. John Meacham released Frisby, an implementation of the
'packrat' parsing algorithm, which parse PEG grammars and have a
number of very useful qualities, they are a generalization of
regexes in a sense that can parse everything in LL(k), LR(k), and
more, including things that require unlimited lookahead, all in
guaranteed linear time. More information
* HaskellNet . Jun Mukai published a status report on the state
of his SoC project, HaskellNet
* GHC's new support engineer . Simon Marlow announced that GHC
now has a full-time support engineer, Ian Lynagh (aka Igloo on
IRC). He'll be helping with all aspects of GHC, especially release
management, bug diagnosis and tracking, documentation, packaging,
and supporting other GHC hackers. Welcome Ian!
This section covers the Haskell' standardisation process.
* Writing / status teams - call for volunteers
* do and if then else
* map and fmap
* All monads are functors
The Haskell Workshop . Here is a summary of the talks presented today at
the Haskell Workshop
* RepLib: A Library for Derivable Type Classes . Stephanie Weirich
presented a neat library for generic traversals. It covered
just about everything you'd need and seemed pretty painless to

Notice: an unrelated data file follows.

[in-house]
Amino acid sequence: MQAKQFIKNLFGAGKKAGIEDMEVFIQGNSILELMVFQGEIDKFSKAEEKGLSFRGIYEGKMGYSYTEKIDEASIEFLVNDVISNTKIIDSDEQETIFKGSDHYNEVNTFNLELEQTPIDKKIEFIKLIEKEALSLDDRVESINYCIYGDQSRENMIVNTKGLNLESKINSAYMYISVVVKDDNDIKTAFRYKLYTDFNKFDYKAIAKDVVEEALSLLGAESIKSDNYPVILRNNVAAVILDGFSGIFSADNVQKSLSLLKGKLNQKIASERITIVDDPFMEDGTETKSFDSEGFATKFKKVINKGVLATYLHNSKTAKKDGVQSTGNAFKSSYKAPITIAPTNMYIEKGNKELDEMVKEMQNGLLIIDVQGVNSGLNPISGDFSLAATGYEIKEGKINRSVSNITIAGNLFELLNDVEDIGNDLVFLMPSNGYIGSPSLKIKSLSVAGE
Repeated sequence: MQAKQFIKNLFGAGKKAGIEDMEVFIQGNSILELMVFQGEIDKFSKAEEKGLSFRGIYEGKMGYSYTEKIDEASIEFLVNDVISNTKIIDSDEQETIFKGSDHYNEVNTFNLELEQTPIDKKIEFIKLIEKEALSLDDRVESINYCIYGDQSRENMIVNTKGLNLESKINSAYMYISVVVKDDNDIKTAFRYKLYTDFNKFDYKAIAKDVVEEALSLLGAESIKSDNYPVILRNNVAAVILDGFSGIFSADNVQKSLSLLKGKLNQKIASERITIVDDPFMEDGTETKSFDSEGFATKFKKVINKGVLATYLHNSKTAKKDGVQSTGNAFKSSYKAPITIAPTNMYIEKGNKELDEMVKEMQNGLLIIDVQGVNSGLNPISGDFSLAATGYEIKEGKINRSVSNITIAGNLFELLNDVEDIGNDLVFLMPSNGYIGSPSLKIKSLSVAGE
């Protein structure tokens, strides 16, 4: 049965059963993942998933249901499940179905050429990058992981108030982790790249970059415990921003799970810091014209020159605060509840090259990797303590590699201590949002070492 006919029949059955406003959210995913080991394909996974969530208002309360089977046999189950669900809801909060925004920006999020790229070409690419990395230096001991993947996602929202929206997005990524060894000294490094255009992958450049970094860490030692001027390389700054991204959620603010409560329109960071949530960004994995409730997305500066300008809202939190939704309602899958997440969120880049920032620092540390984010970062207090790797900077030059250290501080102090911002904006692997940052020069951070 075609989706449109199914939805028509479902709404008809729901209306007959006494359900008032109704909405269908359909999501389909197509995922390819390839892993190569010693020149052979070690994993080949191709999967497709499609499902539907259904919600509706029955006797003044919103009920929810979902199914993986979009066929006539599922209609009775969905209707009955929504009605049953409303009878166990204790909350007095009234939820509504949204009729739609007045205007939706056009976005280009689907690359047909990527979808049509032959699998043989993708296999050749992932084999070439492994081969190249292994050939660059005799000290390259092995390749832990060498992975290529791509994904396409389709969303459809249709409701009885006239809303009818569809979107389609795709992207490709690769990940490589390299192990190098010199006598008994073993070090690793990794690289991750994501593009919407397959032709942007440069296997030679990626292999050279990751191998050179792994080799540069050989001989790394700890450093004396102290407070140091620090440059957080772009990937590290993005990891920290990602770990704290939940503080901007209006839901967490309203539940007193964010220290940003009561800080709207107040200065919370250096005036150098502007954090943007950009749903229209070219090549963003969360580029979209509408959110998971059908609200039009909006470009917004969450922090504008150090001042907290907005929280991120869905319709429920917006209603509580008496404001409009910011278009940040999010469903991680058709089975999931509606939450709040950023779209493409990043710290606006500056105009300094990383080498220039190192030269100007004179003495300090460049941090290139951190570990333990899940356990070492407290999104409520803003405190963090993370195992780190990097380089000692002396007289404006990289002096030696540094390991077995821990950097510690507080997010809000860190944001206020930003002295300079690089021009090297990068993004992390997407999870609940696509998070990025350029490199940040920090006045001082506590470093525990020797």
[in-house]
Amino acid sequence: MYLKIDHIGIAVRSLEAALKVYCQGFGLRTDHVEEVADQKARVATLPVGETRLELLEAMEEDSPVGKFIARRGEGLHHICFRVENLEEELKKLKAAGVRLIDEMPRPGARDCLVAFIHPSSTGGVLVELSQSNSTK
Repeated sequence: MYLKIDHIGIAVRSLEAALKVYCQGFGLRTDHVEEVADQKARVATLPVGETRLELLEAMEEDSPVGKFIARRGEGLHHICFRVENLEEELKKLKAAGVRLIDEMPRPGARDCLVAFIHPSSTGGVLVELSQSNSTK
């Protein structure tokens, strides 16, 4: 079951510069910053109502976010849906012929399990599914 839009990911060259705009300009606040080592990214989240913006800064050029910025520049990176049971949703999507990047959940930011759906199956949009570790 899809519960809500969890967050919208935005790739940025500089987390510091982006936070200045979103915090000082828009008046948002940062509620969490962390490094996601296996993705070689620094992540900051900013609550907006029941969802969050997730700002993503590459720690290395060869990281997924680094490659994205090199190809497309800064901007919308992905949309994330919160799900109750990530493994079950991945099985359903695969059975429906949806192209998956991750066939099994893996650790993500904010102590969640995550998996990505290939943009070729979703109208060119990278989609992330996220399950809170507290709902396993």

use. From the abstract:
Some type class instances can be automatically derived from the
structure of types. As a result, the Haskell language includes the
"deriving" mechanism to automatic generates such instances for a
small number of built-in type classes. In this paper, we present
RepLib, a GHC library that enables a similar mechanism for
arbitrary type classes.
* A Generic Recursion Toolbox for Haskell (Or: Scrap Your
Boilerplate Systematically) . Deling Ren and Martin Erwig
talked about another generics library, with a neat core
"mother traversal" that abstracted over different data structure
The Recursion Library for Haskell provides a rich set of generic
traversal strategies to facilitate the flexible specification of
generic term traversals. The underlying mechanism is the Scrap Your
Boilerplate (SYB) approach. Most of the strategies that are used to
implement recursion operators are taken from Stratego.
* Strong Types for Relational Databases . Alexandra Silva and Joost
Visser presented a relational database Using the type system